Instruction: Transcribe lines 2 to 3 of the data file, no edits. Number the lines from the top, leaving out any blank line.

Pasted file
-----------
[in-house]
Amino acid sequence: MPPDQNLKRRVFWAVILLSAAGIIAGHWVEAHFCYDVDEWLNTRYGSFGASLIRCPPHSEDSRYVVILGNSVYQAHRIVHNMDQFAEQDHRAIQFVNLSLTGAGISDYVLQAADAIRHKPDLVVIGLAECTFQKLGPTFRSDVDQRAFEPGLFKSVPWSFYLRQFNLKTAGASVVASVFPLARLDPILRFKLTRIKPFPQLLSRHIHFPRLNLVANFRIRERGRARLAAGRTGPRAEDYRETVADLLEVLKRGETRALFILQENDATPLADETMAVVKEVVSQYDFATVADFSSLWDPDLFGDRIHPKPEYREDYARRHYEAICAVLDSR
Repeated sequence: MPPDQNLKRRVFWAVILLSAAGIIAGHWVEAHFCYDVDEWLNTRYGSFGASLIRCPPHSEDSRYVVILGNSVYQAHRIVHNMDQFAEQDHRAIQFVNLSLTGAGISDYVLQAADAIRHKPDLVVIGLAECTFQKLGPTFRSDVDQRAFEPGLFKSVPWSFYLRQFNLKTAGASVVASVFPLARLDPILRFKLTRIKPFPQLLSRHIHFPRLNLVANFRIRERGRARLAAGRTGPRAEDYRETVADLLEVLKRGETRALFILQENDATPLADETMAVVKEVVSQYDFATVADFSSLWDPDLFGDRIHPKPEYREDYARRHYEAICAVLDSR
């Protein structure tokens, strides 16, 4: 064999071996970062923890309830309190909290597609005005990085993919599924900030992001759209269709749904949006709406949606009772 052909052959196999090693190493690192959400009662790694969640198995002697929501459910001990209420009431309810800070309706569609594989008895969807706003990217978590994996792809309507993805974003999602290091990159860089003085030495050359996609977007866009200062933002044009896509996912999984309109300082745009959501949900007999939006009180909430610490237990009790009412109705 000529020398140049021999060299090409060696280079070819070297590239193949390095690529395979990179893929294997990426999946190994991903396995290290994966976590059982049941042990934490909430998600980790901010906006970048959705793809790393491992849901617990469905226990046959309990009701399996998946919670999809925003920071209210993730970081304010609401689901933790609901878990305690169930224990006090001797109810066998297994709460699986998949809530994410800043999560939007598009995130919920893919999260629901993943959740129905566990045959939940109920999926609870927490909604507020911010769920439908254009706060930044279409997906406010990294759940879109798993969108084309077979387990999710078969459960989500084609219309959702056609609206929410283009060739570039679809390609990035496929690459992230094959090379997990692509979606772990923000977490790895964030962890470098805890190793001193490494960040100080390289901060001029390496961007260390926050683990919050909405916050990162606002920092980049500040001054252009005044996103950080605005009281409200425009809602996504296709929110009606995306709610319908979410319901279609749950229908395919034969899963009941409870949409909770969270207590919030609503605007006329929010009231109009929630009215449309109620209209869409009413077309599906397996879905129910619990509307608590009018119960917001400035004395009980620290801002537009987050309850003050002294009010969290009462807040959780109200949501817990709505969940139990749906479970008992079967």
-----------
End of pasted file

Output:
Amino acid sequence: MPPDQNLKRRVFWAVILLSAAGIIAGHWVEAHFCYDVDEWLNTRYGSFGASLIRCPPHSEDSRYVVILGNSVYQAHRIVHNMDQFAEQDHRAIQFVNLSLTGAGISDYVLQAADAIRHKPDLVVIGLAECTFQKLGPTFRSDVDQRAFEPGLFKSVPWSFYLRQFNLKTAGASVVASVFPLARLDPILRFKLTRIKPFPQLLSRHIHFPRLNLVANFRIRERGRARLAAGRTGPRAEDYRETVADLLEVLKRGETRALFILQENDATPLADETMAVVKEVVSQYDFATVADFSSLWDPDLFGDRIHPKPEYREDYARRHYEAICAVLDSR
Repeated sequence: MPPDQNLKRRVFWAVILLSAAGIIAGHWVEAHFCYDVDEWLNTRYGSFGASLIRCPPHSEDSRYVVILGNSVYQAHRIVHNMDQFAEQDHRAIQFVNLSLTGAGISDYVLQAADAIRHKPDLVVIGLAECTFQKLGPTFRSDVDQRAFEPGLFKSVPWSFYLRQFNLKTAGASVVASVFPLARLDPILRFKLTRIKPFPQLLSRHIHFPRLNLVANFRIRERGRARLAAGRTGPRAEDYRETVADLLEVLKRGETRALFILQENDATPLADETMAVVKEVVSQYDFATVADFSSLWDPDLFGDRIHPKPEYREDYARRHYEAICAVLDSR